Use our handy tips and diagram to take the guesswork out of setting the dinner table.

Napkins on the right or the left? Which way does the knife face, anyway? Sometimes it’s just plain hard to remember. Follow this guide and your table will look picture perfect, whether you’re going formal or casual.

1. Chargers and Placemats
For a formal table: Place a charger, or presentation plate, at every place setting. If you like, you can place a soup bowl or salad plate on top of it when you serve those courses, but the charger should always be removed before you serve the main course. You also have the option of removing it immediately after guests sit down — the idea is to dazzle them with a beautifully set table when they enter the dining room, and to hold their places at the table. Finally, if you don’t have a set of chargers or just don’t want to bother, you can cheat with the dinner plate instead, or simply use placemats. In this modern age, even formal rules are made to be broken — just be careful with Grandma’s china!

For an informal table: Use placemats at every place setting, or nothing at all. If you’ve got a beautifully grained wooden dining table, why not show it off?

2. Forks, Knives and Spoons
For a formal table: Forks go on the left and knives and spoons go on the right. (To remember: “Fork” has four letters, as does “left”; “knife” and “spoon” both have five letters, as does “right.”) Diners eat from the “outside in,” meaning soup spoons and salad forks should be farthest from the place setting, since soup and/or salad is typically served first; utensils for the main course — the dinner fork and dinner knife — should be closest to the place setting, since the entree is served last. The knife’s blade should always point inward, toward the dinner plate, since a blade pointing outward might come across as unfriendly, or possibly unsafe. Space all flatware as evenly as you can, depending on the size of your table and number of guests, and align it with the bottom of the charger or dinner plate.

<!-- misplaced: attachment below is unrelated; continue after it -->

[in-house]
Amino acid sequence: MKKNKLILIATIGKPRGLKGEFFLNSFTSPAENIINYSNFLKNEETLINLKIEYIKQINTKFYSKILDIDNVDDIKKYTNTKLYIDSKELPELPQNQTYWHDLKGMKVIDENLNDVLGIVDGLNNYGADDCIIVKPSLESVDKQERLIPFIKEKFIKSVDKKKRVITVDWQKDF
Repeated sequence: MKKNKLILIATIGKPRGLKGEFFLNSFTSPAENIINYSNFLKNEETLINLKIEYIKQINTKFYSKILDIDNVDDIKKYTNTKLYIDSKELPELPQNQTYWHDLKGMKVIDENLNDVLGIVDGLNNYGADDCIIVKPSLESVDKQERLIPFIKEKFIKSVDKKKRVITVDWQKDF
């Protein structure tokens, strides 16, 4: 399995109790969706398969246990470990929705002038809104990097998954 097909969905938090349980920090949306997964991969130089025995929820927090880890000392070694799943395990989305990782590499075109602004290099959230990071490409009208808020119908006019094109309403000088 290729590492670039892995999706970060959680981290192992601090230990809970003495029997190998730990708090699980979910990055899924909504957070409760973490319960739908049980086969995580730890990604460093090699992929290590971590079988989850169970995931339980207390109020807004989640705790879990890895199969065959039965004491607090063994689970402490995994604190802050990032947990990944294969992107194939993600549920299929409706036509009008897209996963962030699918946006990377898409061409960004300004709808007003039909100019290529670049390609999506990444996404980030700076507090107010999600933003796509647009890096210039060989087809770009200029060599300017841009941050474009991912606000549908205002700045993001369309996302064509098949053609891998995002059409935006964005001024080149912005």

For an informal table: The same rules apply as above, although usually you would have only a dinner knife and fork, and either a salad fork or a soup spoon, depending on how elaborate your menu is.

3. Water and Wine Glasses
For a formal table: Water glasses are always positioned directly above the point of the knife. Wine glasses are placed immediately to the right, with red wine glasses closer to the water glass than white wine glasses, if you are serving both types.